Thursday, January 05, 2006

Yoga Teacher Training

So I've decided to keep a journal of my experience with yoga teacher training, and here seems like as good a place as any for such an effort.

Why should a reasonably well-paid lawyer spend time and money to learn to be a yoga teacher, which pays, in the scheme of things, almost nothing at all?

Still working on that one.

For now, though, I'm content with this answer: I want to learn how to teach yoga. I have not decided to stop doing other things in order to learn to teach yoga.

Over the past couple of months, the idea of taking teacher training has been lurking below the surface of my pond, occasionally poking a eye into daylight, then slowly dropping back out of sight. Twice I went so far as to start filling out an on-line application for the training with the studio where I practice, each time closing my web browser without hitting "send." Why not send it in? Time conflicts, mostly. Suspicion that it is too much for "me," in part. A bit of worry that it will bring into daylight things that I've kept comfortably in the dark.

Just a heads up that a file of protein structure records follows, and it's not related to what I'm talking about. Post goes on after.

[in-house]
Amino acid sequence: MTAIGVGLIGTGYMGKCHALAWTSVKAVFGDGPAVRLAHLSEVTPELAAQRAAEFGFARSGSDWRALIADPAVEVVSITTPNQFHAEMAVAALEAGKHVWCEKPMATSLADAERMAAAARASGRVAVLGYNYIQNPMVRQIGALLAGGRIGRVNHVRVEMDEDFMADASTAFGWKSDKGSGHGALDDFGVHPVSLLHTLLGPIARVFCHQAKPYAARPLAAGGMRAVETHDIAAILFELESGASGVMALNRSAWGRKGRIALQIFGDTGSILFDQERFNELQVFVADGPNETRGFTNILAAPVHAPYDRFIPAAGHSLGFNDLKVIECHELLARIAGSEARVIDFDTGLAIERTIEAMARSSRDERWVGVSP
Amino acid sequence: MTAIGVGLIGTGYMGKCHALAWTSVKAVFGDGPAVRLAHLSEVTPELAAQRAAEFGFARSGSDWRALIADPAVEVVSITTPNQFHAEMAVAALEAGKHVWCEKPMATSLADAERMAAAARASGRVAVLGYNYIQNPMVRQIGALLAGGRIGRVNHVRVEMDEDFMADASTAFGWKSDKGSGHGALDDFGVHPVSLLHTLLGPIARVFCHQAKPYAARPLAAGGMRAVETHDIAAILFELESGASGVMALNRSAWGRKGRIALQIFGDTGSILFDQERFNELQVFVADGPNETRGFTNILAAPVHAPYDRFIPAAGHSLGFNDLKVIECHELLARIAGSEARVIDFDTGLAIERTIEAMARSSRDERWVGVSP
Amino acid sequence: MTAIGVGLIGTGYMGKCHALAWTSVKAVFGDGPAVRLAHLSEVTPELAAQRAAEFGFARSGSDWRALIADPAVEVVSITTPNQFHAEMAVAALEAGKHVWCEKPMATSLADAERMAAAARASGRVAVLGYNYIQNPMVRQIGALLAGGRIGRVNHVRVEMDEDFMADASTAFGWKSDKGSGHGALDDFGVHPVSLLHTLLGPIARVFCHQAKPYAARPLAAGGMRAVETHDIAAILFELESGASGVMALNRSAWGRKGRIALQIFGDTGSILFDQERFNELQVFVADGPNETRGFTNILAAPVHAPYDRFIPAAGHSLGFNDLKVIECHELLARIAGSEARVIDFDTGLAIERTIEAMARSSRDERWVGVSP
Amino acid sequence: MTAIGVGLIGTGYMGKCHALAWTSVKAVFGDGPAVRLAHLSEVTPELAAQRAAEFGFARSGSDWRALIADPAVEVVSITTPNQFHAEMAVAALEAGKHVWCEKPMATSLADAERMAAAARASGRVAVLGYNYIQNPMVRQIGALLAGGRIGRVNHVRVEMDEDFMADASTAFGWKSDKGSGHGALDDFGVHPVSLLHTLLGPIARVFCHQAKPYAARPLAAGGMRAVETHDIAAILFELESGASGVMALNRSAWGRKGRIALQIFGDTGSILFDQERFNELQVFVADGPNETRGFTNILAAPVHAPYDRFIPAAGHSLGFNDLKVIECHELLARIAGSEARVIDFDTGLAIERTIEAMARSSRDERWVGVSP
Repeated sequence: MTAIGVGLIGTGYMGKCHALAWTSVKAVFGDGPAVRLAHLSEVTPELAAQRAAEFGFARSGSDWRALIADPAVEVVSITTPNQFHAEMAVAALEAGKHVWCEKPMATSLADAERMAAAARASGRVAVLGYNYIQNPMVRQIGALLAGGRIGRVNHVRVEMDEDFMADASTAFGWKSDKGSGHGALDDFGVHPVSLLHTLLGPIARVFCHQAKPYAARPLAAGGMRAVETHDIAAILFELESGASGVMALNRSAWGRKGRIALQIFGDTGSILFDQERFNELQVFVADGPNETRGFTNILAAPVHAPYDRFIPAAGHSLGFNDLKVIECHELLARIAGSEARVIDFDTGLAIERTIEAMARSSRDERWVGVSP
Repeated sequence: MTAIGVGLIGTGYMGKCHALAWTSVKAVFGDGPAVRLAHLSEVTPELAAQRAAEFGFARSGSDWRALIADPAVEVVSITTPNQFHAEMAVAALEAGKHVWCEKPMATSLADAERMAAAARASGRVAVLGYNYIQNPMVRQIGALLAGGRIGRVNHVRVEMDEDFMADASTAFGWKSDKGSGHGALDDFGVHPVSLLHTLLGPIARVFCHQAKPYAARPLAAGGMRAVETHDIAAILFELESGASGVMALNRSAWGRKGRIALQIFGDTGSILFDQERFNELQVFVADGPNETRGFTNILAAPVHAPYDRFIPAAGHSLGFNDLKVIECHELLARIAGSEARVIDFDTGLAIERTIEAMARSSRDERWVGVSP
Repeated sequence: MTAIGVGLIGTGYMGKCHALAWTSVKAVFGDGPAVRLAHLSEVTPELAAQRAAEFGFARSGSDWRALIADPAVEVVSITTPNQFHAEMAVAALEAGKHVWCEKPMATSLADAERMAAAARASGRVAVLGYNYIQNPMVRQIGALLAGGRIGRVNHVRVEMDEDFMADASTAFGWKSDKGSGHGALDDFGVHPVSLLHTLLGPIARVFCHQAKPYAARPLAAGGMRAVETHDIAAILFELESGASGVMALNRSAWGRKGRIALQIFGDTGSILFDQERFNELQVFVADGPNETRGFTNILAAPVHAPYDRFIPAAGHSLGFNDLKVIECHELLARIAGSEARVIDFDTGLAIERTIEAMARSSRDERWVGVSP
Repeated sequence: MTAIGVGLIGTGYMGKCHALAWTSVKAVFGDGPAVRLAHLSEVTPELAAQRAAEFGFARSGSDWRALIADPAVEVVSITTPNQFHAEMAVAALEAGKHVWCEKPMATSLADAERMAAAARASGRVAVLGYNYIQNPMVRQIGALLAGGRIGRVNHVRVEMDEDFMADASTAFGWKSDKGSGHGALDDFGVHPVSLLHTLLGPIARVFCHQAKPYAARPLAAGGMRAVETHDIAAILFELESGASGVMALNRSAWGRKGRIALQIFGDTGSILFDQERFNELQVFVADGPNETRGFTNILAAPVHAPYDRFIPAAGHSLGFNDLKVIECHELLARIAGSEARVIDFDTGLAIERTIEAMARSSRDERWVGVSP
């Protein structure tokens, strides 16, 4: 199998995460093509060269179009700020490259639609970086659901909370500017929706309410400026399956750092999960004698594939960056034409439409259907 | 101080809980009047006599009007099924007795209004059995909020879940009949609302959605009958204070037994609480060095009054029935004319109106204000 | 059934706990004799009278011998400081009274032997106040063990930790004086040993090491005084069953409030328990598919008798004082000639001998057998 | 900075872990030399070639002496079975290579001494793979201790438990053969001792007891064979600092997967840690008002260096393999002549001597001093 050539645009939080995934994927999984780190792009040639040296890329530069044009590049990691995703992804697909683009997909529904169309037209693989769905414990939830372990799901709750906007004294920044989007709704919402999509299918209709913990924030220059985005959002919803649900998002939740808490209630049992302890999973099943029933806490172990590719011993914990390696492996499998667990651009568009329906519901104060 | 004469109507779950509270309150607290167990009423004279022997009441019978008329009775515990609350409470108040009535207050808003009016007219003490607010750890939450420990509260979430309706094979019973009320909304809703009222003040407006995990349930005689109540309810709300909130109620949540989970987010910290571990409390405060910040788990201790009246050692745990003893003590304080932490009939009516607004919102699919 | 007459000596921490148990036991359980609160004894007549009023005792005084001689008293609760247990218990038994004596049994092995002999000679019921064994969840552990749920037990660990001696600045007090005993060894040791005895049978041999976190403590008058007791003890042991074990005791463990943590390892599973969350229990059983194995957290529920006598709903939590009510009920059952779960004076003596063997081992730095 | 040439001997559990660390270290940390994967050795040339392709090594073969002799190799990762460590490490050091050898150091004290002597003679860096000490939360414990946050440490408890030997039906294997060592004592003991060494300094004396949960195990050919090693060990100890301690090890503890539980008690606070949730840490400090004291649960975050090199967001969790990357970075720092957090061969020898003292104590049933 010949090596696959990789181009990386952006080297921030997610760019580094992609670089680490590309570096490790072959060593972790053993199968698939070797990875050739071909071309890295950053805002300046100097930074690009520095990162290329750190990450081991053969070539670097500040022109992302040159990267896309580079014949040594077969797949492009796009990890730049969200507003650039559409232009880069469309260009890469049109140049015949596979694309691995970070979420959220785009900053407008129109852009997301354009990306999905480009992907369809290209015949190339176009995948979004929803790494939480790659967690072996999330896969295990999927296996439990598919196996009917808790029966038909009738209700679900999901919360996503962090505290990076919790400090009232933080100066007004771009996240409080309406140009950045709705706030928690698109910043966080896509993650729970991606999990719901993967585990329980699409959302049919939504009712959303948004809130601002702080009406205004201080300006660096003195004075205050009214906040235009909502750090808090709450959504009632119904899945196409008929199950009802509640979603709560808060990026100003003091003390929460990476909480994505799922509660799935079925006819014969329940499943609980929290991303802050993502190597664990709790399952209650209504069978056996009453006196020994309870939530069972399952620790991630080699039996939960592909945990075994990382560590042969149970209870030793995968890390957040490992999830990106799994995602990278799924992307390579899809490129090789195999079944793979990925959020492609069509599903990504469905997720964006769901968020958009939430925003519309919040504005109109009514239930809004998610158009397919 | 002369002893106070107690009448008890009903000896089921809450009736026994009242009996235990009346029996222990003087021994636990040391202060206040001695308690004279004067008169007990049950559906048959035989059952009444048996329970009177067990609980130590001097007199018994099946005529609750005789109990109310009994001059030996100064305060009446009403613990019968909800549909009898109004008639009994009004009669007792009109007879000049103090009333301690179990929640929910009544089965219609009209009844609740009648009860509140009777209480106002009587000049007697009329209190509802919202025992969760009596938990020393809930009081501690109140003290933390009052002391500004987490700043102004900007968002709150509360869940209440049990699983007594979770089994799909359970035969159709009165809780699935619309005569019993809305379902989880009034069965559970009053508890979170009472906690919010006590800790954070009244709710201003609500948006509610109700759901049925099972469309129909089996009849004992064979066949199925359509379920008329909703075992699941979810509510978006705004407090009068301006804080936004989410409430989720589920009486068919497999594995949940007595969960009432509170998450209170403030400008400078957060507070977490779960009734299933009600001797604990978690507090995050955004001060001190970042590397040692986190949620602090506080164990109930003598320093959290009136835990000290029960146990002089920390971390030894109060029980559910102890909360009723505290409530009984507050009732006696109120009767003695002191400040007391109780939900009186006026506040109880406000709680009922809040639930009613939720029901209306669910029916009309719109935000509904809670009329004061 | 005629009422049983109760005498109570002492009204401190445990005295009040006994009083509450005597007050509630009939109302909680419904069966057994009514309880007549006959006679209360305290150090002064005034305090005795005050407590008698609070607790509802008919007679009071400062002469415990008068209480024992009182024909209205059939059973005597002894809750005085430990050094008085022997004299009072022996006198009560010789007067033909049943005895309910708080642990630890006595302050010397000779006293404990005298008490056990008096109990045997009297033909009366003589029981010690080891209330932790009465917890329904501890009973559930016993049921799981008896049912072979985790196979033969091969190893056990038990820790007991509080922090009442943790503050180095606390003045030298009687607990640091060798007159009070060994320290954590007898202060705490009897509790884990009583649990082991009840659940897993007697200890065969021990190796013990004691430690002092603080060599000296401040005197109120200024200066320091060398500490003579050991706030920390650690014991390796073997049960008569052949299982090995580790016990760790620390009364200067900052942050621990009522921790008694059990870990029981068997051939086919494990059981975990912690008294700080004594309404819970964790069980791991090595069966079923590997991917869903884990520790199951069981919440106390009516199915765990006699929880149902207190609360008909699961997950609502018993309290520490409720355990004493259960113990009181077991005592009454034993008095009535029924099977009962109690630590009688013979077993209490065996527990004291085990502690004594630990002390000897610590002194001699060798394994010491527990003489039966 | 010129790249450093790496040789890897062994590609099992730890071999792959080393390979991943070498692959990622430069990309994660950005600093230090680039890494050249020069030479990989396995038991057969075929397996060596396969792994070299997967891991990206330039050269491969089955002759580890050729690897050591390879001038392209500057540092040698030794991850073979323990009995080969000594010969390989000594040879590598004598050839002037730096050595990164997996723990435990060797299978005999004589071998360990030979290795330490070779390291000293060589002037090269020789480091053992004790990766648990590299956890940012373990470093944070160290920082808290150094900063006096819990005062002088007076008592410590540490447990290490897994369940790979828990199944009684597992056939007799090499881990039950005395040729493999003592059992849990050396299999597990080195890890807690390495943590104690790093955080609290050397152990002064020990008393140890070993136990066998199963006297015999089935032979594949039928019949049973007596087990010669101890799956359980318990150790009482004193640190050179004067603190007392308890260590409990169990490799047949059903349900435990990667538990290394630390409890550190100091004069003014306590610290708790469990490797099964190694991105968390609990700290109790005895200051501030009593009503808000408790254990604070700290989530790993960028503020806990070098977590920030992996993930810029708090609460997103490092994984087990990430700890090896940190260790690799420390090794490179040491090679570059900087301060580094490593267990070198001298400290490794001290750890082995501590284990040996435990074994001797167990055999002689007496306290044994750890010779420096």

See, the thing is, I've got a pretty comfortable life, all in.

I have a fun and loving wife and children -- or as loving as three teenaged sons can reasonably be expected to emote.

I have a decent job.

I live in a nice neighborhood.

I'm relatively healthy.

So how could teacher training jeopardize those things? Realistically, it can't.

What it can do, I suspect, is mess with my mind.

Yoga has always messed with my mind. It seems to have a way of pushing right through locked doors, rearranging walls, opening curtains. In my life, it has never been very respectful of the "no trespassing" signs that I post, sometimes without even noticing. Absurdity is easier to maintain unconsciously.

So for reasons I'll work to articulate in the future here, I'm trying out a new posture.